Unlike most of the projects I've been working on, this one was related to a class. (But it is still thrown-together, undocumented, and uses several list comprehensions to write an audio effects in one complicated line of code). I'm in a course called Engineer's Orchestra where we build instruments and do physics. I was curious about how sound files on a computer work , so I set off learning a lot about digital audio. The first fun part was to learn the insides of a .wav file and write one starting from only bytes. Then, as a project for the class, I wrote a complete audio editor from scratch!
I wrote it in Python, because it would take me the least time to write it. My challenge was to write this without referencing any other code, like Audacity. This made it more fun.
The GUI isn't very good, specifically because there are no other dialogs, but I have most of the important features covered: Add Silence Before, Add Silence After, Chop, Append File, Mix File, Modulate, Make Louder, Make Softer. And, it loads and saves standard wav files (16 bit or 8bit), so it is actually practical for editing things you have recorded.
Then, I added a lot of audio effects. I would read the gist of an effect on Wikipedia and try to code it. This was even more fun, because if I got something wrong, it sometimes played very strange sounds. (I don't have any analog-style effects, like filters yet, but this is something I would really like to learn). In the GUI, you can use the following effects: Reverse, Octave up/down, Change pitch (the most challenging to think of how to write), Vibrato, Flanger, Echo, Reverb, Chorus, and Alien Voice. The alien voice modulates the samples with a sine wave - I came up with it while experimenting and don't know why it sounds strange.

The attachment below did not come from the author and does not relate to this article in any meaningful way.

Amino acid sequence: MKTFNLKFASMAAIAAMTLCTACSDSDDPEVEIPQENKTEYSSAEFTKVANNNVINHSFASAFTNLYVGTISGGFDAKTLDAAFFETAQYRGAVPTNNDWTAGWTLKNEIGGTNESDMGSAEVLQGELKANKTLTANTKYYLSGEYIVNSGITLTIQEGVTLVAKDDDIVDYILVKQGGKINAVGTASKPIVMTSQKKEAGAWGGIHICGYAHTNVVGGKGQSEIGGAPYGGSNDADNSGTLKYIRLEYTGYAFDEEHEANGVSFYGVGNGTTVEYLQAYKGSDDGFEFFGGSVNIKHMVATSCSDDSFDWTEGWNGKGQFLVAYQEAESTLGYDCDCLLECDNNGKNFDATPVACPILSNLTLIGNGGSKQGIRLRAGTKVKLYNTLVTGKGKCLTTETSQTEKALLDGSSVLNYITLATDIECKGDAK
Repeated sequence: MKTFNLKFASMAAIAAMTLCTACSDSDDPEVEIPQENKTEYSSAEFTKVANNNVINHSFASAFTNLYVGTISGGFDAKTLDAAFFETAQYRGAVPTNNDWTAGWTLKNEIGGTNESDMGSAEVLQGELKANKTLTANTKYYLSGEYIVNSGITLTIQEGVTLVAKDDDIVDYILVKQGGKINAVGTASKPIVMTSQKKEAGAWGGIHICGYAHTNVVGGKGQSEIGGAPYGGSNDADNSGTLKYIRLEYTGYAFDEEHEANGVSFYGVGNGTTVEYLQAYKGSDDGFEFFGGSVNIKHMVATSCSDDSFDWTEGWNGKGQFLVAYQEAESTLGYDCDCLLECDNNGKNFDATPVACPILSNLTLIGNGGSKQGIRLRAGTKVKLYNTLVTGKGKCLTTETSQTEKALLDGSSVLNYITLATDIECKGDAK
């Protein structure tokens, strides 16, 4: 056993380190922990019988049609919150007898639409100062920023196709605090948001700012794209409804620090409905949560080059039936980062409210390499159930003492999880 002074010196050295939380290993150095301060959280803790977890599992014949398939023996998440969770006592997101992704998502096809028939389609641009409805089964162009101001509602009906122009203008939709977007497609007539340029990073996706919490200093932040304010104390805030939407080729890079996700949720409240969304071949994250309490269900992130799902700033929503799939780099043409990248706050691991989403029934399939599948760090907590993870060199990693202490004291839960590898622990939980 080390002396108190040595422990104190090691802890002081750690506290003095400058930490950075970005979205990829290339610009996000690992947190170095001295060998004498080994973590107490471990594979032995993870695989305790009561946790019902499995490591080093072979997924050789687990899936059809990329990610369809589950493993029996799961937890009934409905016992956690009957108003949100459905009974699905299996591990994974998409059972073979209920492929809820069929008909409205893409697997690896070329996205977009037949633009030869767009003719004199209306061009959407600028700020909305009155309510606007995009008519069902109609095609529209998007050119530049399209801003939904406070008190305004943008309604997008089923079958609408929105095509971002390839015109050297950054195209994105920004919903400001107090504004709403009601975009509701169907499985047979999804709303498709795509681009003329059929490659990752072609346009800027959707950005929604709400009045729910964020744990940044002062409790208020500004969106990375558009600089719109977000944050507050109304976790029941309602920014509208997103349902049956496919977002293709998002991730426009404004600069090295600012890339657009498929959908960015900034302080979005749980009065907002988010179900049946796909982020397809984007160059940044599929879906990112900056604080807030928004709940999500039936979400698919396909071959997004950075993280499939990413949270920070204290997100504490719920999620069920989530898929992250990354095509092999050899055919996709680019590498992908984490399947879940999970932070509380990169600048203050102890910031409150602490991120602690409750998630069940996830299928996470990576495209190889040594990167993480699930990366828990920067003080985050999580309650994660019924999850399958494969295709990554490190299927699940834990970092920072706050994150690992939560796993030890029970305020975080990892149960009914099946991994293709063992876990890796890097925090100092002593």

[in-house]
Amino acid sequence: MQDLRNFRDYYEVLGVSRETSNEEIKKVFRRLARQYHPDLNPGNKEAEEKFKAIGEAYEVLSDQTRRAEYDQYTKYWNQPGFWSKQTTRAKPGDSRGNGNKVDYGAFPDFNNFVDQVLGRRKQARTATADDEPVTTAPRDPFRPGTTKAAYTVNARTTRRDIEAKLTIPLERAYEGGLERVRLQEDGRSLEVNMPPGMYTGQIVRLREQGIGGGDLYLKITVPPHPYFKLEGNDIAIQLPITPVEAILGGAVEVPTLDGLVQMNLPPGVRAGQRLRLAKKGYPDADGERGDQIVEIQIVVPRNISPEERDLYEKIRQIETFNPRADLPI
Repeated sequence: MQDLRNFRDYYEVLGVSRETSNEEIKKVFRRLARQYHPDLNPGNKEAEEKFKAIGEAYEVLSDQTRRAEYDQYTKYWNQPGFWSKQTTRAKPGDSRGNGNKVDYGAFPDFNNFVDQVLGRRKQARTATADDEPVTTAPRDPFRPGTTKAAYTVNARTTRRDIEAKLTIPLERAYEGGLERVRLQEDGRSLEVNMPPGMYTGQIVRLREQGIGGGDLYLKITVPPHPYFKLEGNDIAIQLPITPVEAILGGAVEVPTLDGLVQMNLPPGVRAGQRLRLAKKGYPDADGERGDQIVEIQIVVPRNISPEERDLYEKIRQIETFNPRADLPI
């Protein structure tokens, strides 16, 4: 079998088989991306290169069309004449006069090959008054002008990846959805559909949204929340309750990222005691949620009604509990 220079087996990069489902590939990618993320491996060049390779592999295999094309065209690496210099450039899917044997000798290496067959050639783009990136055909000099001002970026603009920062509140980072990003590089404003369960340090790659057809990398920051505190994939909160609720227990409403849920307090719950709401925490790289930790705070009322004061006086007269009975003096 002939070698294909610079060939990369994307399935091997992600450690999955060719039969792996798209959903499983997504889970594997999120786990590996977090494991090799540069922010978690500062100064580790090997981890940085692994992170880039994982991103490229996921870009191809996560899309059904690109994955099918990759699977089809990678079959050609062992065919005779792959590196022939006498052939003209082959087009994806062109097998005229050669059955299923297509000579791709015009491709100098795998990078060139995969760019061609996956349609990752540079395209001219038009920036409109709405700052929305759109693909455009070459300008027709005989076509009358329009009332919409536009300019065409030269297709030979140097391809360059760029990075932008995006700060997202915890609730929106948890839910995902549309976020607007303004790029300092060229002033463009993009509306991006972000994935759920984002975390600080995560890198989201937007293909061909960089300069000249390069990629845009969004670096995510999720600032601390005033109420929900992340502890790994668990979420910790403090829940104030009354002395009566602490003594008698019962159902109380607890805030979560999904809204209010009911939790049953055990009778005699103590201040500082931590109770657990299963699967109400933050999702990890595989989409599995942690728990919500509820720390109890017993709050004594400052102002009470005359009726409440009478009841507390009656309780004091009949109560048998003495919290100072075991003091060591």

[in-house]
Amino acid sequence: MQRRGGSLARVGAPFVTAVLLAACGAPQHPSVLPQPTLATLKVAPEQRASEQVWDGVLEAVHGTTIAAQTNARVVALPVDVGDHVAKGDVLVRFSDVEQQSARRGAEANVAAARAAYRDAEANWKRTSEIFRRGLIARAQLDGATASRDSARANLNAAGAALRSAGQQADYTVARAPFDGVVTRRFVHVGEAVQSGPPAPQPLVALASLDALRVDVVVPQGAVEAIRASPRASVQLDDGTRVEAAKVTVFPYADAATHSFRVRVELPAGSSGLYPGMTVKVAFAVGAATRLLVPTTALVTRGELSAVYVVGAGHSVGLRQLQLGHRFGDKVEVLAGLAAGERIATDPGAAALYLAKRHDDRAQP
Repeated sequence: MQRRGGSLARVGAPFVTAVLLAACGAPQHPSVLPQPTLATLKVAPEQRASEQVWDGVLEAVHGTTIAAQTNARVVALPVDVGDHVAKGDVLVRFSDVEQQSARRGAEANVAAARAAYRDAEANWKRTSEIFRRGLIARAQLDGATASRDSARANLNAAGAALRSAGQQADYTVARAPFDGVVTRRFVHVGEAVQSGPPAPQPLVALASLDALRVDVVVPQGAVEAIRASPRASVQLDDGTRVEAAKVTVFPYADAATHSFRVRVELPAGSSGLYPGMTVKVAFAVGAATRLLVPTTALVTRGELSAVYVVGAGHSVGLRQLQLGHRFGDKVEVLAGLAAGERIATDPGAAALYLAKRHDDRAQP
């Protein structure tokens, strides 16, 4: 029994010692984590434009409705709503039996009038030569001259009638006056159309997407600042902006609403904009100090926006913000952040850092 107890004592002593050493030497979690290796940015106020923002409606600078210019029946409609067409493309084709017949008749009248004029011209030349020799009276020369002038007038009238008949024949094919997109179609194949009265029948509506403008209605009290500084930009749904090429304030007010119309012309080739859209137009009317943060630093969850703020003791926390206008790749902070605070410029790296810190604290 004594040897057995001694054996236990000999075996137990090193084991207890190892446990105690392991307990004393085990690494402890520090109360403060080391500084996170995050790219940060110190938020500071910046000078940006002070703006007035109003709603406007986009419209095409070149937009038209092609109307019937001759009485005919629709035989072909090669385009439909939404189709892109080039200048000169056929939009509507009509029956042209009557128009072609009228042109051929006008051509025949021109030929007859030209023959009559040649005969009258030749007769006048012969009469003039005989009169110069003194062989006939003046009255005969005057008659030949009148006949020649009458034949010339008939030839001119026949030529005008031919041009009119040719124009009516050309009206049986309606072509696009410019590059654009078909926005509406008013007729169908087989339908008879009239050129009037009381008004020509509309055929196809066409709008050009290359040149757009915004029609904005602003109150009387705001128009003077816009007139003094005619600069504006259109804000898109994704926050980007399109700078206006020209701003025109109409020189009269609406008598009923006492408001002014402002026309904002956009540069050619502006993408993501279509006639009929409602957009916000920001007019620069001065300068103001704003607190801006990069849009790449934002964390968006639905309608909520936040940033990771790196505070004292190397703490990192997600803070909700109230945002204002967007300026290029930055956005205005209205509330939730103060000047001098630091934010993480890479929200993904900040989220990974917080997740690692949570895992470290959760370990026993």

Next, I added code to synthesize sounds. Sine, triangle, square, and sawtooth waves aren't that great by themselves, so I tried combinations of them to get the most interesting voices. The secret to making a sine wave sound better is to quietly mix in frequencies at that are slightly different. Surprisingly, the subtle beat frequencies make it sound expressive and musical. I worked a long time to create an electric organ-like instrument out of sine waves, and finally came up with something.
Finally, I put all of the pieces together. I had an audio editor that can modify and arbitrarily change the pitches of sounds. So, I made a sampler! I wrote a command-line interface for a program where you can type in notes and play them. It parses commands like a4 into the note A440, or 4.f#5 into "play a dotted quarter note at F# 5". As an instrument, you can use anything - samples of your voice, a sample of a real instrument, your computer's MIDI, or even the same synthesized instruments like Electric Organ or Smooth.
The program works well (the effects even work in both 16bit and 8bit sounds).
Lest you think this program is polished, I must admit that it is not. This is not a joke, it is actually in the source:
manualsynth(audiodata, nsamples, _extend([[freq, .5*0.9**(8-1)]], [[freq*(i+1),.5*0.1*0.9**((8-1)-i)] for i in range(1,8)],[[freq*1.00606, .5*0.9**(8-1)]], [[freq*1.00606*(i+1),.5*0.1*0.9**((8-1)-i)] for i in range(1,8)]))